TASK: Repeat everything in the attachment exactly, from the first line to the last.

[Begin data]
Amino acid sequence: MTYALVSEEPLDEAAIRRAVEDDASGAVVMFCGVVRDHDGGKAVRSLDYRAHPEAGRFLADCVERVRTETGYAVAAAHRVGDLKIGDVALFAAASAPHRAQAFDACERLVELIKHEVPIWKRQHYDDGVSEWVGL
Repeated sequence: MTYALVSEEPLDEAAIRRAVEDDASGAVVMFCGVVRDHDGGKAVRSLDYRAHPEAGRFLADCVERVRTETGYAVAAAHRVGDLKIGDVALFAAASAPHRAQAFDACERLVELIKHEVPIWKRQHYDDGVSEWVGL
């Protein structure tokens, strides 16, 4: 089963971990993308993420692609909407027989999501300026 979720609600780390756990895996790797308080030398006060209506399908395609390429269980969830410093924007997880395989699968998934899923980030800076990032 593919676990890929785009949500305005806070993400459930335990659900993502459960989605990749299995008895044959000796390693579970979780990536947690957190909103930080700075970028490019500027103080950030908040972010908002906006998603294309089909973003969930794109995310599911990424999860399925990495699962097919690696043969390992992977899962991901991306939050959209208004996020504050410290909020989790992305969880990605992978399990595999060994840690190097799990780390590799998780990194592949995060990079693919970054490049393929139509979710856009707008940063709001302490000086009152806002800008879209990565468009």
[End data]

Amino acid sequence: MTYALVSEEPLDEAAIRRAVEDDASGAVVMFCGVVRDHDGGKAVRSLDYRAHPEAGRFLADCVERVRTETGYAVAAAHRVGDLKIGDVALFAAASAPHRAQAFDACERLVELIKHEVPIWKRQHYDDGVSEWVGL
Repeated sequence: MTYALVSEEPLDEAAIRRAVEDDASGAVVMFCGVVRDHDGGKAVRSLDYRAHPEAGRFLADCVERVRTETGYAVAAAHRVGDLKIGDVALFAAASAPHRAQAFDACERLVELIKHEVPIWKRQHYDDGVSEWVGL
């Protein structure tokens, strides 16, 4: 089963971990993308993420692609909407027989999501300026 979720609600780390756990895996790797308080030398006060209506399908395609390429269980969830410093924007997880395989699968998934899923980030800076990032 593919676990890929785009949500305005806070993400459930335990659900993502459960989605990749299995008895044959000796390693579970979780990536947690957190909103930080700075970028490019500027103080950030908040972010908002906006998603294309089909973003969930794109995310599911990424999860399925990495699962097919690696043969390992992977899962991901991306939050959209208004996020504050410290909020989790992305969880990605992978399990595999060994840690190097799990780390590799998780990194592949995060990079693919970054490049393929139509979710856009707008940063709001302490000086009152806002800008879209990565468009």